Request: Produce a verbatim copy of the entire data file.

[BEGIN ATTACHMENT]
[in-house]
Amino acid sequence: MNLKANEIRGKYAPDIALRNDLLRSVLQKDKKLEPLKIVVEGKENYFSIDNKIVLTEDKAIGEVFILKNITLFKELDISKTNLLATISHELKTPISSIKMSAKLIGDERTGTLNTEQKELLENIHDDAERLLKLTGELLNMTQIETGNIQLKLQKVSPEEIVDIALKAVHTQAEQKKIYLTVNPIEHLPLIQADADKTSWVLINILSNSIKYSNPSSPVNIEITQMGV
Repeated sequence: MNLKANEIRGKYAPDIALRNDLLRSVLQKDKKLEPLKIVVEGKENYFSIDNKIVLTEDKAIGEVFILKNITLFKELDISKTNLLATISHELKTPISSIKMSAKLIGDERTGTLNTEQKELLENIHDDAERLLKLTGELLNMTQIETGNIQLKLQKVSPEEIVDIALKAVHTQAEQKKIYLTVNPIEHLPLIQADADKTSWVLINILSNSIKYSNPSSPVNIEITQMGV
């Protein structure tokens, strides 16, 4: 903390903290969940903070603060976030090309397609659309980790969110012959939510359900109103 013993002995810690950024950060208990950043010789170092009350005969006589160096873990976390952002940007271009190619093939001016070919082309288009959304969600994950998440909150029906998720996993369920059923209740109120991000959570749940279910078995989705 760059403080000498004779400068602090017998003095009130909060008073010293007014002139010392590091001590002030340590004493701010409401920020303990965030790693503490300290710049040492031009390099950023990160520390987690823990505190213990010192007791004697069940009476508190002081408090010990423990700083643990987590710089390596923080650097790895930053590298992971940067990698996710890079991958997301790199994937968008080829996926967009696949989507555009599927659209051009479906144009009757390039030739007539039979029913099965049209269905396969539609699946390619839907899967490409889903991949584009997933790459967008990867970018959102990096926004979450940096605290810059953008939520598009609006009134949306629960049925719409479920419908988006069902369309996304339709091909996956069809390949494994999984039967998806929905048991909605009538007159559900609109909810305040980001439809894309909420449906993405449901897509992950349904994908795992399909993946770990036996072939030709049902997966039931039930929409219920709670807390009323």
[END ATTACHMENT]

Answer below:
[in-house]
Amino acid sequence: MNLKANEIRGKYAPDIALRNDLLRSVLQKDKKLEPLKIVVEGKENYFSIDNKIVLTEDKAIGEVFILKNITLFKELDISKTNLLATISHELKTPISSIKMSAKLIGDERTGTLNTEQKELLENIHDDAERLLKLTGELLNMTQIETGNIQLKLQKVSPEEIVDIALKAVHTQAEQKKIYLTVNPIEHLPLIQADADKTSWVLINILSNSIKYSNPSSPVNIEITQMGV
Repeated sequence: MNLKANEIRGKYAPDIALRNDLLRSVLQKDKKLEPLKIVVEGKENYFSIDNKIVLTEDKAIGEVFILKNITLFKELDISKTNLLATISHELKTPISSIKMSAKLIGDERTGTLNTEQKELLENIHDDAERLLKLTGELLNMTQIETGNIQLKLQKVSPEEIVDIALKAVHTQAEQKKIYLTVNPIEHLPLIQADADKTSWVLINILSNSIKYSNPSSPVNIEITQMGV
């Protein structure tokens, strides 16, 4: 903390903290969940903070603060976030090309397609659309980790969110012959939510359900109103 013993002995810690950024950060208990950043010789170092009350005969006589160096873990976390952002940007271009190619093939001016070919082309288009959304969600994950998440909150029906998720996993369920059923209740109120991000959570749940279910078995989705 760059403080000498004779400068602090017998003095009130909060008073010293007014002139010392590091001590002030340590004493701010409401920020303990965030790693503490300290710049040492031009390099950023990160520390987690823990505190213990010192007791004697069940009476508190002081408090010990423990700083643990987590710089390596923080650097790895930053590298992971940067990698996710890079991958997301790199994937968008080829996926967009696949989507555009599927659209051009479906144009009757390039030739007539039979029913099965049209269905396969539609699946390619839907899967490409889903991949584009997933790459967008990867970018959102990096926004979450940096605290810059953008939520598009609006009134949306629960049925719409479920419908988006069902369309996304339709091909996956069809390949494994999984039967998806929905048991909605009538007159559900609109909810305040980001439809894309909420449906993405449901897509992950349904994908795992399909993946770990036996072939030709049902997966039931039930929409219920709670807390009323």